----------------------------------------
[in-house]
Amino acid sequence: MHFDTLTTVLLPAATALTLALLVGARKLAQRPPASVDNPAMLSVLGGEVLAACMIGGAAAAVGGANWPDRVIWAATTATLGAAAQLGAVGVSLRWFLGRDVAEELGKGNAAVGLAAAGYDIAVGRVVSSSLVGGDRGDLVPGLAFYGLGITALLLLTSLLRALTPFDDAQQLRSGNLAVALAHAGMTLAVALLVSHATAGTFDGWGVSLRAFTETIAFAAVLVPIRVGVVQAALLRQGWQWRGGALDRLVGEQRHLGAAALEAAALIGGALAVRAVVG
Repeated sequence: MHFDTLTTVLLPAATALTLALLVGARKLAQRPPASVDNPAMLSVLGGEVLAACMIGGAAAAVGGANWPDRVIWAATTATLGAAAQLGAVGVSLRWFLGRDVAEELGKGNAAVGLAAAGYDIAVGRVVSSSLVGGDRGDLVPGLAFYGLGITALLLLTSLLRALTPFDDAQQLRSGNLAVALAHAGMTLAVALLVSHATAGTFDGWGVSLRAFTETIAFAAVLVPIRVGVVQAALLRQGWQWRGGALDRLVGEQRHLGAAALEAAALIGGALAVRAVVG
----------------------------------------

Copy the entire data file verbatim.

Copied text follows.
[in-house]
Amino acid sequence: MHFDTLTTVLLPAATALTLALLVGARKLAQRPPASVDNPAMLSVLGGEVLAACMIGGAAAAVGGANWPDRVIWAATTATLGAAAQLGAVGVSLRWFLGRDVAEELGKGNAAVGLAAAGYDIAVGRVVSSSLVGGDRGDLVPGLAFYGLGITALLLLTSLLRALTPFDDAQQLRSGNLAVALAHAGMTLAVALLVSHATAGTFDGWGVSLRAFTETIAFAAVLVPIRVGVVQAALLRQGWQWRGGALDRLVGEQRHLGAAALEAAALIGGALAVRAVVG
Repeated sequence: MHFDTLTTVLLPAATALTLALLVGARKLAQRPPASVDNPAMLSVLGGEVLAACMIGGAAAAVGGANWPDRVIWAATTATLGAAAQLGAVGVSLRWFLGRDVAEELGKGNAAVGLAAAGYDIAVGRVVSSSLVGGDRGDLVPGLAFYGLGITALLLLTSLLRALTPFDDAQQLRSGNLAVALAHAGMTLAVALLVSHATAGTFDGWGVSLRAFTETIAFAAVLVPIRVGVVQAALLRQGWQWRGGALDRLVGEQRHLGAAALEAAALIGGALAVRAVVG